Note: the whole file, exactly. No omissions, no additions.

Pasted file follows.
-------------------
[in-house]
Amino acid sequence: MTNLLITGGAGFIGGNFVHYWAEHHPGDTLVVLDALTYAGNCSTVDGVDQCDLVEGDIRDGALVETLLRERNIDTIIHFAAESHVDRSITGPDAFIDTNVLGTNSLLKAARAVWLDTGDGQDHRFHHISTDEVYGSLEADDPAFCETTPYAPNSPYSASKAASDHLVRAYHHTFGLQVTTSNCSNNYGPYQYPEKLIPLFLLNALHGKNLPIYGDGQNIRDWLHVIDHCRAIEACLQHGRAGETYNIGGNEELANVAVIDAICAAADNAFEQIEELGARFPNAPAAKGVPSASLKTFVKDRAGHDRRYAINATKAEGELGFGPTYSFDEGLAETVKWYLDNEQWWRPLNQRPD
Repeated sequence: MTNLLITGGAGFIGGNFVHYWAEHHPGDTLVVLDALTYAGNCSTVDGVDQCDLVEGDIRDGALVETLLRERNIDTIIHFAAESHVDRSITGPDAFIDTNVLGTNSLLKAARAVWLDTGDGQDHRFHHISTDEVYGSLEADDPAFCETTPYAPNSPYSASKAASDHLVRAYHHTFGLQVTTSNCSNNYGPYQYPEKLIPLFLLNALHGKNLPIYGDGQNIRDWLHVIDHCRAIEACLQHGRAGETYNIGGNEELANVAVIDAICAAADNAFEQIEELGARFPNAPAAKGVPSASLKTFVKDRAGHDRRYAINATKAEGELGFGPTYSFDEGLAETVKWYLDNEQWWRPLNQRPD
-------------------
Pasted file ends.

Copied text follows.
[in-house]
Amino acid sequence: MTNLLITGGAGFIGGNFVHYWAEHHPGDTLVVLDALTYAGNCSTVDGVDQCDLVEGDIRDGALVETLLRERNIDTIIHFAAESHVDRSITGPDAFIDTNVLGTNSLLKAARAVWLDTGDGQDHRFHHISTDEVYGSLEADDPAFCETTPYAPNSPYSASKAASDHLVRAYHHTFGLQVTTSNCSNNYGPYQYPEKLIPLFLLNALHGKNLPIYGDGQNIRDWLHVIDHCRAIEACLQHGRAGETYNIGGNEELANVAVIDAICAAADNAFEQIEELGARFPNAPAAKGVPSASLKTFVKDRAGHDRRYAINATKAEGELGFGPTYSFDEGLAETVKWYLDNEQWWRPLNQRPD
Repeated sequence: MTNLLITGGAGFIGGNFVHYWAEHHPGDTLVVLDALTYAGNCSTVDGVDQCDLVEGDIRDGALVETLLRERNIDTIIHFAAESHVDRSITGPDAFIDTNVLGTNSLLKAARAVWLDTGDGQDHRFHHISTDEVYGSLEADDPAFCETTPYAPNSPYSASKAASDHLVRAYHHTFGLQVTTSNCSNNYGPYQYPEKLIPLFLLNALHGKNLPIYGDGQNIRDWLHVIDHCRAIEACLQHGRAGETYNIGGNEELANVAVIDAICAAADNAFEQIEELGARFPNAPAAKGVPSASLKTFVKDRAGHDRRYAINATKAEGELGFGPTYSFDEGLAETVKWYLDNEQWWRPLNQRPD